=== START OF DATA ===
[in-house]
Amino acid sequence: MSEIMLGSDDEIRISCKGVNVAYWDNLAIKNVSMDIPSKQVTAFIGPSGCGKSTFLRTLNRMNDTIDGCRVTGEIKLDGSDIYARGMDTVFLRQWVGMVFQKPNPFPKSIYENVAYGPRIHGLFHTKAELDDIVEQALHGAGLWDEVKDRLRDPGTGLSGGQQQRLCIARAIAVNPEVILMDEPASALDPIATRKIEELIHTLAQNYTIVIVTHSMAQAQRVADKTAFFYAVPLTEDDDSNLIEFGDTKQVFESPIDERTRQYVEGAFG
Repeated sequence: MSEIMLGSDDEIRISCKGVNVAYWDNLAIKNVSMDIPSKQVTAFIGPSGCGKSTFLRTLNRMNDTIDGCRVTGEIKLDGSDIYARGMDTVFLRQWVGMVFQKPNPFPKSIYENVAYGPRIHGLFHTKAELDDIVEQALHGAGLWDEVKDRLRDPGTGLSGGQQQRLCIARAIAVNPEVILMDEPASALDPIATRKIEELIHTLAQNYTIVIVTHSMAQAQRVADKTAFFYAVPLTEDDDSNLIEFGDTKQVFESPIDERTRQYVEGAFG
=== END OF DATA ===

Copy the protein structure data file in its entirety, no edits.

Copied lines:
[in-house]
Amino acid sequence: MSEIMLGSDDEIRISCKGVNVAYWDNLAIKNVSMDIPSKQVTAFIGPSGCGKSTFLRTLNRMNDTIDGCRVTGEIKLDGSDIYARGMDTVFLRQWVGMVFQKPNPFPKSIYENVAYGPRIHGLFHTKAELDDIVEQALHGAGLWDEVKDRLRDPGTGLSGGQQQRLCIARAIAVNPEVILMDEPASALDPIATRKIEELIHTLAQNYTIVIVTHSMAQAQRVADKTAFFYAVPLTEDDDSNLIEFGDTKQVFESPIDERTRQYVEGAFG
Repeated sequence: MSEIMLGSDDEIRISCKGVNVAYWDNLAIKNVSMDIPSKQVTAFIGPSGCGKSTFLRTLNRMNDTIDGCRVTGEIKLDGSDIYARGMDTVFLRQWVGMVFQKPNPFPKSIYENVAYGPRIHGLFHTKAELDDIVEQALHGAGLWDEVKDRLRDPGTGLSGGQQQRLCIARAIAVNPEVILMDEPASALDPIATRKIEELIHTLAQNYTIVIVTHSMAQAQRVADKTAFFYAVPLTEDDDSNLIEFGDTKQVFESPIDERTRQYVEGAFG